Salehi: As I told you this reactor is a research reactor, it’s not for the production of plutonium because if you want to use the plutonium from this reactor you need a reprocessing plant.
We do not have a reprocessing plant. We do not intend – although this is our right and we will not forego our right – but we do not intend to build a reprocessing plant.
So, unless you have a reprocessing plant you can never, never get that plutonium out of the fuel.
Suppose it takes two years before this reactor is completed, it needs another one year for many tests before the rector comes to full operation – that means about three years. Then you will have another one year, the fuel will be in the reactor - so that will be four years.
Once you take out the fuel from the core you will have to... you cannot touch the fuel because it is hot, highly radioactive and very hot, so you will have to keep it in a pool for some years.
It takes six, seven, eight years before we are able – if we intend to use the plutonium – to extract the plutonium. Seven to eight years and plus you need a reprocessing plant, which we don’t have and we don’t intend to construct.
Press TV: The IAEA knows this doesn’t it?
Salehi: Yes of course. It was myself in 2003 when we presented our report to the IAEA about our peaceful activities we indicated then that Iran is not intending to construct a reprocessing plant.
But of course we do not forego our right for that. This is our right according to the NPT; according to the Statute of the IAEA, but we do not intend to do that because we have no use for that. We don’t want to make MOX (Mixed oxide fuel) fuel, we don’t want to extract the plutonium and the plutonium is a not a weapons-grade plutonium in the first place and we don’t want to extract it even for MOX. So that’s it.
Press TV: This research reactor you’re talking about, the one in Arak the heavy-water reactor, people are asking if you don’t really need it if it’s not helping with Iran’s nuclear program, why do you need it?
Why do you want this thing, why do you want this whole international, Western dispute over this particular issue?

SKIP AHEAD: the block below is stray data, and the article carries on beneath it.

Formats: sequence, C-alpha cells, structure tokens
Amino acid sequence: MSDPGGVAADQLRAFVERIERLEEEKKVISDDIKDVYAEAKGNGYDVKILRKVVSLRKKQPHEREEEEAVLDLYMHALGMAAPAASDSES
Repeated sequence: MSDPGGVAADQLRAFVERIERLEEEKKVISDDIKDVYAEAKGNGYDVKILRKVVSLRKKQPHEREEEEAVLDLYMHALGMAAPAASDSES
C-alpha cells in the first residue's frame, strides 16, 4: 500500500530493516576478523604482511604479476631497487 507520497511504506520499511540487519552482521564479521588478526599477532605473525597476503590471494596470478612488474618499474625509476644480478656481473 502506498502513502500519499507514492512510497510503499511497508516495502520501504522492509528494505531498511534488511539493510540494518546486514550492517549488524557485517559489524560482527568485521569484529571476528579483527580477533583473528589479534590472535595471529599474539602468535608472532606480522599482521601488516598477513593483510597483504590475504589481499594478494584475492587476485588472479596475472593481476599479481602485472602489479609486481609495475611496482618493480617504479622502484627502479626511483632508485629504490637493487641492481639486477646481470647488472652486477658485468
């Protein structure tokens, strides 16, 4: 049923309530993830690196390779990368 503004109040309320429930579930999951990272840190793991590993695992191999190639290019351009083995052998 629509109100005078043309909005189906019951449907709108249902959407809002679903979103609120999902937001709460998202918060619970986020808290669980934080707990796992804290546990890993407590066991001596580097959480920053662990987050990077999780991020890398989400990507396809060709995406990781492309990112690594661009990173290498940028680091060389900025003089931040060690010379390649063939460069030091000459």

Salehi: First of all it is a scientific achievement, it is a technological achievement. This is first.
Secondly, it is a research reactor. In other words it is used to do research in areas of science and technology. You can test different materials in this reactor; you can produce radio isotopes for cancer patients; you can test fuels – the future fuels that we would like to use – in Bushehr we can test them there.
We can do scientific research with it or example the measuring of cross section using those neutrons – cross sections for various reactions with different materials.
There is such a wide usage of this reactor that we see no point stopping the work on this reactor.
Yes they say they can give us a light-water reactor in place of a heavy water reactor, but again with a light water reactor you can again produce plutonium, OK to a lesser extent I agree.
Here we can do some design change in other words make some change in the design in order to produce less plutonium in this reactor and in this way allay the worries and mitigate the concerns.
Press TV: Do you think they have genuine concerns when it comes to Iran’s nuclear program? Because you are saying that plutonium is for medical purposes; the enriched uranium is for power plants; and you say that the IAEA knows this – for some weird reason it is not telling the world what the realities on the ground are.
Salehi: Their concerns from my experience is not genuine.
They are only using this as an excuse to put pressure on Iran, a political pressure.
I give an example: When this whole fabricated fire started in 2002, late 2002 and then we proceeded into 2003, there was an allegation that Iran has enriched uranium to more than 50 percent.
And we insisted that we have not done that and we didn’t have even centrifuges then except one or two imported centrifuges that we were testing. We insisted that this is an imported contamination and they said no.
For three years both sides insisted on their position and finally they succumbed to the fact that yes this is an imported contamination from another country. We have many examples of this sort.
Press TV: The laptop story
Salehi: The laptop story we have many, many examples of this sort.
So this shows that their concern is not really a viable concern. It’s fabricated concern just to put pressure.
You know... when scientists sit together, experts sit together they know what they’re speaking about, they know what they’re talking about. It is only when it is politicized that we run into all these problems.
This reactor is a reactor for research. The question could be, why did you start both on enrichment and on heavy water? This could be a question, a valid question.
The answer is... after the war (Iran, Iraq war 1980-1988) we wanted to start the nuclear activities of Iran, which had started by the way in the Shah’s regime upon the recommendations of the Americans SRI, the Stanford Research Institute.
They had compiled about 50 volumes of future studies about economic and social development in Iran. And they had recommended that it would be in the interests of Iran to construct up to 20,000 megawatts of nuclear power plants and that was their recommendation.
How come at that time they insisted on this recommendation and now they are talking differently?
Press TV: Let’s go back to November 24th, 2013 when Iran and the five permanent members of the UN Security Council plus Germany reached the so-called Geneva deal. As a nuclear scientist and MIT Graduate and more importantly as Iran’s nuclear chief, what was your first reaction?
Saleh: I was happy that both sides reached, I mean, took the first step in a one thousand mile journey.